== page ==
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Re: [CSS21][CSS3 Text] Re: Treating carriage return as white space in layout

From: Tab Atkins Jr. <jackalmage@gmail.com>
Date: Wed, 8 Sep 2010 07:56:44 -0700
Message-ID: <AANLkTi=2wQXO_nBU_EQFWrkDGDJkat3VE=p7ue7C7ARG@mail.gmail.com>
To: Henri Sivonen <hsivonen@iki.fi>
Cc: fantasai <fantasai.lists@inkedblade.net>, www-style@w3.org
On Wed, Sep 8, 2010 at 5:10 AM, Henri Sivonen <hsivonen@iki.fi> wrote:
> On Sep 8, 2010, at 10:22, fantasai wrote:
>>    # Newlines in the source can be represented by a carriage
>>    # return (U+000D), a linefeed (U+000A) or both (U+000D U+000A),
>>    # or by some other mechanism that identifies the beginning
>>    # and end of document segments, such as the SGML RECORD-START
>>    # and RECORD-END tokens. The CSS 'white-space' processing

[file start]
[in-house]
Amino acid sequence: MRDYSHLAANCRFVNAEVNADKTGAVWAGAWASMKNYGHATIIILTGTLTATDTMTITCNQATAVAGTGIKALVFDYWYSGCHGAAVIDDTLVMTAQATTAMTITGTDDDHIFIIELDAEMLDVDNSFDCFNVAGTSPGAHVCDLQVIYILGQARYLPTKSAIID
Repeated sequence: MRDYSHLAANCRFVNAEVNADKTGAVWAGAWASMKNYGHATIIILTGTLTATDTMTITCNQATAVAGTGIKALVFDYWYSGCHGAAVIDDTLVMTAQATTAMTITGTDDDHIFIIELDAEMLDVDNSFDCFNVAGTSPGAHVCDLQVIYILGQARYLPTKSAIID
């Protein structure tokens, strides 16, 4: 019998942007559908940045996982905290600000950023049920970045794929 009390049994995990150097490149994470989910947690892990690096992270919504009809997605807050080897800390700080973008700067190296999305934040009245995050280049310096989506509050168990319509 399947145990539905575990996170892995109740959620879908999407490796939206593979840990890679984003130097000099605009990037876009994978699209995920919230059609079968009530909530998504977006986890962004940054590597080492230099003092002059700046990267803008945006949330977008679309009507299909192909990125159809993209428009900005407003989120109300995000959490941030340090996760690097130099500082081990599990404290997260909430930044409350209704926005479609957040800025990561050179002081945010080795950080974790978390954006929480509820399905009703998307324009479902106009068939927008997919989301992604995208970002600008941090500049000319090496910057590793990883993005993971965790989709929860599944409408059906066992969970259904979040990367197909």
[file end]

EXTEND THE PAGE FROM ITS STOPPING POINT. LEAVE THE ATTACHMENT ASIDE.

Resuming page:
>>    # model assumes all newlines have been normalized to line feeds.
>>  Drop the last sentence. Add
>>    | Any such newline representation is considered to be a <dfn>line
>>    | break character</dfn> in the CSS white space processing rules.
>>    |
>>    | CSS does not define how newlines are represented in the source.
>>    | In the absence of specific document language rules to the contrary,
>>    | all linefeeds (U+000A), carriage returns (U+000D), and CRLF sequences
>>    | (U+000D U+000A) in the source text are considered line break
>>    | characters.
> Is 'source text' a special term in CSS that means text in the document tree? I think 'source text' is confusing, because the whole point of my concern is that a carriage return doesn't appear literally in HTML (or XML) source but does appear in the resulting DOM.
> Can this be changed to talk about text in the document tree?

Not sure if it's explicitly defined, but yeah, it would be talking
about the document tree.  CSS never sees the literal HTML; that's a
layering violation.

Received on Wednesday, 8 September 2010 14:58:12 UTC

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